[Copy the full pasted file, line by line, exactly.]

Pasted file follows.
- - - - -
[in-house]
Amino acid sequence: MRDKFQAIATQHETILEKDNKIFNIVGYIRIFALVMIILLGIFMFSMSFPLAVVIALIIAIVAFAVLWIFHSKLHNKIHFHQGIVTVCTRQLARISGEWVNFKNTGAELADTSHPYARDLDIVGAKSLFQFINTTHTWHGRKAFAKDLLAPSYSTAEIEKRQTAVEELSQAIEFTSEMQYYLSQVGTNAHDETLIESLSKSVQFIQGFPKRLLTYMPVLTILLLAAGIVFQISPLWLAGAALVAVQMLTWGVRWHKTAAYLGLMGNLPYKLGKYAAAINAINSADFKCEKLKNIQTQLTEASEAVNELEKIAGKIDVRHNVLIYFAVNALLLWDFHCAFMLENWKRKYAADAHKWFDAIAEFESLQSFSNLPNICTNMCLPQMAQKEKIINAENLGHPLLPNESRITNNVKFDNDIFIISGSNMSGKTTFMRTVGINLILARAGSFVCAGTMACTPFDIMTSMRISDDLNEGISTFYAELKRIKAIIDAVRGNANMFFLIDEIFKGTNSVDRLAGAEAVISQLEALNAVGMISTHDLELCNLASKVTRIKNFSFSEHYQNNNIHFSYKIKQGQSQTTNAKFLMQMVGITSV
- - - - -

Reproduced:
[in-house]
Amino acid sequence: MRDKFQAIATQHETILEKDNKIFNIVGYIRIFALVMIILLGIFMFSMSFPLAVVIALIIAIVAFAVLWIFHSKLHNKIHFHQGIVTVCTRQLARISGEWVNFKNTGAELADTSHPYARDLDIVGAKSLFQFINTTHTWHGRKAFAKDLLAPSYSTAEIEKRQTAVEELSQAIEFTSEMQYYLSQVGTNAHDETLIESLSKSVQFIQGFPKRLLTYMPVLTILLLAAGIVFQISPLWLAGAALVAVQMLTWGVRWHKTAAYLGLMGNLPYKLGKYAAAINAINSADFKCEKLKNIQTQLTEASEAVNELEKIAGKIDVRHNVLIYFAVNALLLWDFHCAFMLENWKRKYAADAHKWFDAIAEFESLQSFSNLPNICTNMCLPQMAQKEKIINAENLGHPLLPNESRITNNVKFDNDIFIISGSNMSGKTTFMRTVGINLILARAGSFVCAGTMACTPFDIMTSMRISDDLNEGISTFYAELKRIKAIIDAVRGNANMFFLIDEIFKGTNSVDRLAGAEAVISQLEALNAVGMISTHDLELCNLASKVTRIKNFSFSEHYQNNNIHFSYKIKQGQSQTTNAKFLMQMVGITSV